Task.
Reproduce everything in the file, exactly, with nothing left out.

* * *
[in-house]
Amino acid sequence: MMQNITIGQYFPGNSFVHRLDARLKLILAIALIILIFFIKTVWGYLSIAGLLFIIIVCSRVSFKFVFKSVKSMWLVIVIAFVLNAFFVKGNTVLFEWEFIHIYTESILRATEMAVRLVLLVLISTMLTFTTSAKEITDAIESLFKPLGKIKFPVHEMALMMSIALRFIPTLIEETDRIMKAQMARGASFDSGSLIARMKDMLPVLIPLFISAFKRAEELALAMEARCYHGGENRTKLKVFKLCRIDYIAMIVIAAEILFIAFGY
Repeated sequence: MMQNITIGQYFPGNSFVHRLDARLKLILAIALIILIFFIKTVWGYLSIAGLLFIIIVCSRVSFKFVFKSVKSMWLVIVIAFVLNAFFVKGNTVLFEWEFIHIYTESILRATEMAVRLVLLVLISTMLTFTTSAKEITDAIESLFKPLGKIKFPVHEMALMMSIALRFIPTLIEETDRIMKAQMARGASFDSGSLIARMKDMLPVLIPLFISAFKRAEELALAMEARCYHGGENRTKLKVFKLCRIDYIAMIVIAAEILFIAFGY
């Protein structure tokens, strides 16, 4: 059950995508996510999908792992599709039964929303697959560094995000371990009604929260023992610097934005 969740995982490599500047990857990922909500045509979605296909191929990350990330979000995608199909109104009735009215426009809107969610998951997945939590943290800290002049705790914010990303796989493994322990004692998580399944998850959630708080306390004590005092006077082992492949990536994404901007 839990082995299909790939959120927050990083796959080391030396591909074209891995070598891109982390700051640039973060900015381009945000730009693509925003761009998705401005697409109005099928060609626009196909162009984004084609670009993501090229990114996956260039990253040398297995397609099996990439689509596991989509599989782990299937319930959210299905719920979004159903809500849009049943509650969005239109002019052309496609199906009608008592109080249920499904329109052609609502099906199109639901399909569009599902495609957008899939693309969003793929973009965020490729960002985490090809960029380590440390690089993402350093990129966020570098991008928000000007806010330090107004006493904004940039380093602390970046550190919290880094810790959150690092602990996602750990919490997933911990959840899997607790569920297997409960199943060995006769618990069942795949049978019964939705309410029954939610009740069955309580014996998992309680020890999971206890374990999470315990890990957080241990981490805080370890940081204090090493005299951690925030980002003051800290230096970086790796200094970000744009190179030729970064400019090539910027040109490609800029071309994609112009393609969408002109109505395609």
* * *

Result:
[in-house]
Amino acid sequence: MMQNITIGQYFPGNSFVHRLDARLKLILAIALIILIFFIKTVWGYLSIAGLLFIIIVCSRVSFKFVFKSVKSMWLVIVIAFVLNAFFVKGNTVLFEWEFIHIYTESILRATEMAVRLVLLVLISTMLTFTTSAKEITDAIESLFKPLGKIKFPVHEMALMMSIALRFIPTLIEETDRIMKAQMARGASFDSGSLIARMKDMLPVLIPLFISAFKRAEELALAMEARCYHGGENRTKLKVFKLCRIDYIAMIVIAAEILFIAFGY
Repeated sequence: MMQNITIGQYFPGNSFVHRLDARLKLILAIALIILIFFIKTVWGYLSIAGLLFIIIVCSRVSFKFVFKSVKSMWLVIVIAFVLNAFFVKGNTVLFEWEFIHIYTESILRATEMAVRLVLLVLISTMLTFTTSAKEITDAIESLFKPLGKIKFPVHEMALMMSIALRFIPTLIEETDRIMKAQMARGASFDSGSLIARMKDMLPVLIPLFISAFKRAEELALAMEARCYHGGENRTKLKVFKLCRIDYIAMIVIAAEILFIAFGY
């Protein structure tokens, strides 16, 4: 059950995508996510999908792992599709039964929303697959560094995000371990009604929260023992610097934005 969740995982490599500047990857990922909500045509979605296909191929990350990330979000995608199909109104009735009215426009809107969610998951997945939590943290800290002049705790914010990303796989493994322990004692998580399944998850959630708080306390004590005092006077082992492949990536994404901007 839990082995299909790939959120927050990083796959080391030396591909074209891995070598891109982390700051640039973060900015381009945000730009693509925003761009998705401005697409109005099928060609626009196909162009984004084609670009993501090229990114996956260039990253040398297995397609099996990439689509596991989509599989782990299937319930959210299905719920979004159903809500849009049943509650969005239109002019052309496609199906009608008592109080249920499904329109052609609502099906199109639901399909569009599902495609957008899939693309969003793929973009965020490729960002985490090809960029380590440390690089993402350093990129966020570098991008928000000007806010330090107004006493904004940039380093602390970046550190919290880094810790959150690092602990996602750990919490997933911990959840899997607790569920297997409960199943060995006769618990069942795949049978019964939705309410029954939610009740069955309580014996998992309680020890999971206890374990999470315990890990957080241990981490805080370890940081204090090493005299951690925030980002003051800290230096970086790796200094970000744009190179030729970064400019090539910027040109490609800029071309994609112009393609969408002109109505395609």